The Baptist Catechism: Q. 3 (Knowledge of God)

Q. 3:How may we know there is a God?
Answer: The light of nature in man and the works of God plainly declare there is a God; but His Word and Spirit only do it fully and effectually for the salvation of sinners.
Scripture: Romans 1:19, 20; 2:14, 15; Psalm 19:1-3; Acts 17:24; 1 Corinthians 2:10; 2 Timothy 3:15, 16

Comment: There are two types of revelation or knowledge: the first is general revelation (or common knowledge) and the second is special revelation (or spiritual/saving knowledge).  General revelation refers to that which is common to man—creation and the light of nature in man (i.e. the conscience working with the law of God written on the heart).  This law on the heart is essential to the nature of man being made in the image of God (which was created in true righteousness and holiness, Eph. 4:24).[1]  Special revelation is not common to all men—the word of God (or the Scriptures).  General revelation does not communicate the wisdom and knowledge leading to salvation (i.e. the redeeming work of Jesus Christ), but only leaves man without excuse (Rom. 1:20).  Special revelation is necessary for salvation, for it does contain the wisdom and knowledge leading to salvation (2 Tim. 3:15).  However, not all who possess this revelation are necessarily saved, for the Holy Spirit must first awaken sinners to the truth and bring them to repentance and faith (1 Cor. 2:10-14; 1 Thess. 1:4-5).  The only way we may know God savingly is by His sovereign grace effectually applied by the Spirit through the gospel (2 Thess. 2:13-14).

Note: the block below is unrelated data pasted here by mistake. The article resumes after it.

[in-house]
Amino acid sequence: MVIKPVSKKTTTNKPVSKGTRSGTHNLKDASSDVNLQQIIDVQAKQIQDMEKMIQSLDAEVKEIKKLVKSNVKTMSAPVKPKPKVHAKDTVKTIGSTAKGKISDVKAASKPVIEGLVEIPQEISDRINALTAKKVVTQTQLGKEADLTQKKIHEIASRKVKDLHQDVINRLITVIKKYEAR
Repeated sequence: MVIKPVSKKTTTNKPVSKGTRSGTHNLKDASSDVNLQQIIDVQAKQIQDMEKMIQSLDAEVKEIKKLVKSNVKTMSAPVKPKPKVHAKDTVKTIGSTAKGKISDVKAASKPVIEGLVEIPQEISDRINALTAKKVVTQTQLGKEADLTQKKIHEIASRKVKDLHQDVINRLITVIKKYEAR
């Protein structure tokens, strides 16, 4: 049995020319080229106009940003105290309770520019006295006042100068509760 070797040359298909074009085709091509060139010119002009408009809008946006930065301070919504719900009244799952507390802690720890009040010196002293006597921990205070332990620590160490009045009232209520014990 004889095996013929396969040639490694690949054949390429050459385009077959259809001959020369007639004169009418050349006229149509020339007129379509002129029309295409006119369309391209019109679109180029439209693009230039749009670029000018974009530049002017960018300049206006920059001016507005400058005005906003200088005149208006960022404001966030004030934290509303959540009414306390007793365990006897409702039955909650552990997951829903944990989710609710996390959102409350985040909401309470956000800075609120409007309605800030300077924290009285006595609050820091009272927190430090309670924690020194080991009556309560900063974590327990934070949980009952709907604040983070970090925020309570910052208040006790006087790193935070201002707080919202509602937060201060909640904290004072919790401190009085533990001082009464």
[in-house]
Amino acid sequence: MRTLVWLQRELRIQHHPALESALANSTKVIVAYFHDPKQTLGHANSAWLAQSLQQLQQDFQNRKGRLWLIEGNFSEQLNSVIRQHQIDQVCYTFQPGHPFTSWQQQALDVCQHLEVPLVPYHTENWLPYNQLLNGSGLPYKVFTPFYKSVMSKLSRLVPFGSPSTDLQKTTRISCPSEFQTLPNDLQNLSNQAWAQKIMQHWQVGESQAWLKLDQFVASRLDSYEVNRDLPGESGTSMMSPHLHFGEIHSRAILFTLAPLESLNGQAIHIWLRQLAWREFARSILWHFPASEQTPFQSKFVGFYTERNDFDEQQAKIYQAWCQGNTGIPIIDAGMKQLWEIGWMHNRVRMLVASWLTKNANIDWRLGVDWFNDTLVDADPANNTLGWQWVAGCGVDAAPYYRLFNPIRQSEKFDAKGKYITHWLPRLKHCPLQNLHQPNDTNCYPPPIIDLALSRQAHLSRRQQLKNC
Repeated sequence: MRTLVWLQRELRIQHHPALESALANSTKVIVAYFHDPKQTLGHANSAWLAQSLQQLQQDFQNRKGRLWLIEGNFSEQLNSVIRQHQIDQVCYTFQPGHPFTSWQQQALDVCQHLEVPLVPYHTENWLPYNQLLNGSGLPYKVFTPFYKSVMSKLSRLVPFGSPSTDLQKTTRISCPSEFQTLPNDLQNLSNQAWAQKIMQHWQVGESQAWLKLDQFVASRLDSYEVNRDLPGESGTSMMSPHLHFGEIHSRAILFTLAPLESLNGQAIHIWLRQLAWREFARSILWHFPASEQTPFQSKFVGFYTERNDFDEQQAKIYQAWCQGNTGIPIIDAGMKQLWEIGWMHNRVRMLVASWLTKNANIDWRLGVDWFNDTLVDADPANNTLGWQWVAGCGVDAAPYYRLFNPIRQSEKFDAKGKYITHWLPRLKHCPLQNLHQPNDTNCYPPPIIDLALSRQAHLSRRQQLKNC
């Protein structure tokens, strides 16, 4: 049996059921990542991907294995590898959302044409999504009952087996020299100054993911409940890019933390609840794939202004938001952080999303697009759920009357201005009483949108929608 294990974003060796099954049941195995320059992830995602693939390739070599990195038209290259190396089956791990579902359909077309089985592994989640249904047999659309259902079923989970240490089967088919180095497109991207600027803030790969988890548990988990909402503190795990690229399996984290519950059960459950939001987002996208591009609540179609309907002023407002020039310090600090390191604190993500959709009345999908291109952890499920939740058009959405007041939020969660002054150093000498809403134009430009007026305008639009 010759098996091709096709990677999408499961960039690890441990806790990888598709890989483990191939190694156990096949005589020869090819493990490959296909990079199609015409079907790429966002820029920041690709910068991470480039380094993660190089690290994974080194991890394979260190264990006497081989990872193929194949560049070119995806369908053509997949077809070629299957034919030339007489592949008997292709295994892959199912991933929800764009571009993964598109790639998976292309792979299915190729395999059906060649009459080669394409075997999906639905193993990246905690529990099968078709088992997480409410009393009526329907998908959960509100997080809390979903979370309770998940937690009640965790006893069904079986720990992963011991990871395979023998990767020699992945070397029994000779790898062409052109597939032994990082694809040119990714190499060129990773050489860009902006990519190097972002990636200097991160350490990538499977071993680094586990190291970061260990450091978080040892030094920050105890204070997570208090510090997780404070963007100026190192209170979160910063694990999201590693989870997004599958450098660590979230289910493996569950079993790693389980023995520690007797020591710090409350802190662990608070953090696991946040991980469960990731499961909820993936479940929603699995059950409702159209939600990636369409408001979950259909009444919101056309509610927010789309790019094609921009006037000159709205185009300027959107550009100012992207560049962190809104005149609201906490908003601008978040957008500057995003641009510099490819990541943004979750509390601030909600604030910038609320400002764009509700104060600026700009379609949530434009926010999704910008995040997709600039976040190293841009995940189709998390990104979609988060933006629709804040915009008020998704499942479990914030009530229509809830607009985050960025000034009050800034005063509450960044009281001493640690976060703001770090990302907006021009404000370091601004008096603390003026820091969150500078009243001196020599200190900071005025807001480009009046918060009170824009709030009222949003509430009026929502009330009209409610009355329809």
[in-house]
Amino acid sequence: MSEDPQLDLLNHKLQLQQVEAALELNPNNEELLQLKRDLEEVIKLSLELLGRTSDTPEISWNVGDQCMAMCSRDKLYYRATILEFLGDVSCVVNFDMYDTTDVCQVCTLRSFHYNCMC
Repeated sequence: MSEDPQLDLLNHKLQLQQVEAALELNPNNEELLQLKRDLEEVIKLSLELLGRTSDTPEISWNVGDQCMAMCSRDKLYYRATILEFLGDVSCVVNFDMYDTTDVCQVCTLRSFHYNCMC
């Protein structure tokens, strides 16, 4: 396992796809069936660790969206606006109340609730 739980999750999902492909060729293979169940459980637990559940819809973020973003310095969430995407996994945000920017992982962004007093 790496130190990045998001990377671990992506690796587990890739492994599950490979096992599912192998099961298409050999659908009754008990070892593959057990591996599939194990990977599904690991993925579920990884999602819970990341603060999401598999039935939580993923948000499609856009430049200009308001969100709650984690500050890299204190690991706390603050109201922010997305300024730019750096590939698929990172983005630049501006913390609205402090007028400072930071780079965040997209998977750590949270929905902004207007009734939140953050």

[1] “This was an eternal law and an invariable rule of righteousness by which those things that are agreeable to the holiness and rectitude of the divine nature were required and whatever is contrary to it was prohibited.  This law was only internal and subjective to Adam, being communicated to him with his reasonable nature and written in his heart, so that he needed no external revelation to perfect his knowledge of it.  And therefore in the history of his creation there is no other account given of it but what is comprised in this (and which is twice repeated) that he was made in the image of God.  The apostle teaches us this consists in righteousness and true holiness (Ephesians 4:24).  The sum of this law was afterward given in ten words on Mount Sinai and yet more briefly by Christ who reduced it to two great commands respecting our duty both to God and our neighbor (Matthew 22:37-40).  And this as a law and rule of righteousness is in its own nature immutable and invariable, as is the nature and will of God himself whose holiness is stamped on it and represented by it.” Coxe, Nehemiah. Covenant Theology: From Adam to Christ (CA: Reformed Baptist Academic Press), 43.


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